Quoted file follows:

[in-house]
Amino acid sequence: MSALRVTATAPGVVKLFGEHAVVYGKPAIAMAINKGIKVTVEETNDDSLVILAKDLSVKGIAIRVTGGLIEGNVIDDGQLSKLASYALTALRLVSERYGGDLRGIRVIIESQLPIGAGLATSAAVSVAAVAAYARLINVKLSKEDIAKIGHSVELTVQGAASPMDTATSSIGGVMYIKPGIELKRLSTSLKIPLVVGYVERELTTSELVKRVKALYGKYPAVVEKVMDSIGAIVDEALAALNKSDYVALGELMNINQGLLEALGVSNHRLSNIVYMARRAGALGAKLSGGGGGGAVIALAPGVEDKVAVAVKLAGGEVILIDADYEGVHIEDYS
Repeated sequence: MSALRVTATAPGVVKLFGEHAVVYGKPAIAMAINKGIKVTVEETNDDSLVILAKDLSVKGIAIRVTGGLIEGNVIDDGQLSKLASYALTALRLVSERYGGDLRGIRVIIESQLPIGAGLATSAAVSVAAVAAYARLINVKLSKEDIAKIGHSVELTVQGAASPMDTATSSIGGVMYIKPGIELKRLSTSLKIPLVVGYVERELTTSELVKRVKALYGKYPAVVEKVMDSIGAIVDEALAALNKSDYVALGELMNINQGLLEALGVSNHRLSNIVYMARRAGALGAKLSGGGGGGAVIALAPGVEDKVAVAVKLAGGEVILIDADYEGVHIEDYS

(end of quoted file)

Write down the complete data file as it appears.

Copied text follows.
[in-house]
Amino acid sequence: MSALRVTATAPGVVKLFGEHAVVYGKPAIAMAINKGIKVTVEETNDDSLVILAKDLSVKGIAIRVTGGLIEGNVIDDGQLSKLASYALTALRLVSERYGGDLRGIRVIIESQLPIGAGLATSAAVSVAAVAAYARLINVKLSKEDIAKIGHSVELTVQGAASPMDTATSSIGGVMYIKPGIELKRLSTSLKIPLVVGYVERELTTSELVKRVKALYGKYPAVVEKVMDSIGAIVDEALAALNKSDYVALGELMNINQGLLEALGVSNHRLSNIVYMARRAGALGAKLSGGGGGGAVIALAPGVEDKVAVAVKLAGGEVILIDADYEGVHIEDYS
Repeated sequence: MSALRVTATAPGVVKLFGEHAVVYGKPAIAMAINKGIKVTVEETNDDSLVILAKDLSVKGIAIRVTGGLIEGNVIDDGQLSKLASYALTALRLVSERYGGDLRGIRVIIESQLPIGAGLATSAAVSVAAVAAYARLINVKLSKEDIAKIGHSVELTVQGAASPMDTATSSIGGVMYIKPGIELKRLSTSLKIPLVVGYVERELTTSELVKRVKALYGKYPAVVEKVMDSIGAIVDEALAALNKSDYVALGELMNINQGLLEALGVSNHRLSNIVYMARRAGALGAKLSGGGGGGAVIALAPGVEDKVAVAVKLAGGEVILIDADYEGVHIEDYS